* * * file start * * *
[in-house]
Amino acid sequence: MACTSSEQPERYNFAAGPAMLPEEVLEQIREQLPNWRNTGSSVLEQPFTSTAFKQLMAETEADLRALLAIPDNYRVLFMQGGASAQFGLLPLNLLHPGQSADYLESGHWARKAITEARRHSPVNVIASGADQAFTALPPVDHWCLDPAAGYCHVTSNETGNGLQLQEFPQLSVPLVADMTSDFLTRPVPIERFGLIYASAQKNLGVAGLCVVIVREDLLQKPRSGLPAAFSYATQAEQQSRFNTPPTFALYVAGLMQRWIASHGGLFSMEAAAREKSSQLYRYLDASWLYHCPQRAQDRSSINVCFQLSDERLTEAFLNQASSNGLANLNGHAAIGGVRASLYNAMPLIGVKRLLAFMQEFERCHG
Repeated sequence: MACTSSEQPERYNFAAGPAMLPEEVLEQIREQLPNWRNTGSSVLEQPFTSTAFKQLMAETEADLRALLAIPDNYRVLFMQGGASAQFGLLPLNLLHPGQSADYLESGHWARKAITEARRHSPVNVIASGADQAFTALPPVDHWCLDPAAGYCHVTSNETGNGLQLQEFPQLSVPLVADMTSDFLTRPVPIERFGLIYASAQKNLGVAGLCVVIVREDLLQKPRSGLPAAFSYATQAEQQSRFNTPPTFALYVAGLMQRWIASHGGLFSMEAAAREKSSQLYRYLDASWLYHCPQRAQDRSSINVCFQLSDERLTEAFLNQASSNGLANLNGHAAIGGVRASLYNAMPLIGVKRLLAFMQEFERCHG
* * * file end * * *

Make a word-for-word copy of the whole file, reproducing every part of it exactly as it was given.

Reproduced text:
[in-house]
Amino acid sequence: MACTSSEQPERYNFAAGPAMLPEEVLEQIREQLPNWRNTGSSVLEQPFTSTAFKQLMAETEADLRALLAIPDNYRVLFMQGGASAQFGLLPLNLLHPGQSADYLESGHWARKAITEARRHSPVNVIASGADQAFTALPPVDHWCLDPAAGYCHVTSNETGNGLQLQEFPQLSVPLVADMTSDFLTRPVPIERFGLIYASAQKNLGVAGLCVVIVREDLLQKPRSGLPAAFSYATQAEQQSRFNTPPTFALYVAGLMQRWIASHGGLFSMEAAAREKSSQLYRYLDASWLYHCPQRAQDRSSINVCFQLSDERLTEAFLNQASSNGLANLNGHAAIGGVRASLYNAMPLIGVKRLLAFMQEFERCHG
Repeated sequence: MACTSSEQPERYNFAAGPAMLPEEVLEQIREQLPNWRNTGSSVLEQPFTSTAFKQLMAETEADLRALLAIPDNYRVLFMQGGASAQFGLLPLNLLHPGQSADYLESGHWARKAITEARRHSPVNVIASGADQAFTALPPVDHWCLDPAAGYCHVTSNETGNGLQLQEFPQLSVPLVADMTSDFLTRPVPIERFGLIYASAQKNLGVAGLCVVIVREDLLQKPRSGLPAAFSYATQAEQQSRFNTPPTFALYVAGLMQRWIASHGGLFSMEAAAREKSSQLYRYLDASWLYHCPQRAQDRSSINVCFQLSDERLTEAFLNQASSNGLANLNGHAAIGGVRASLYNAMPLIGVKRLLAFMQEFERCHG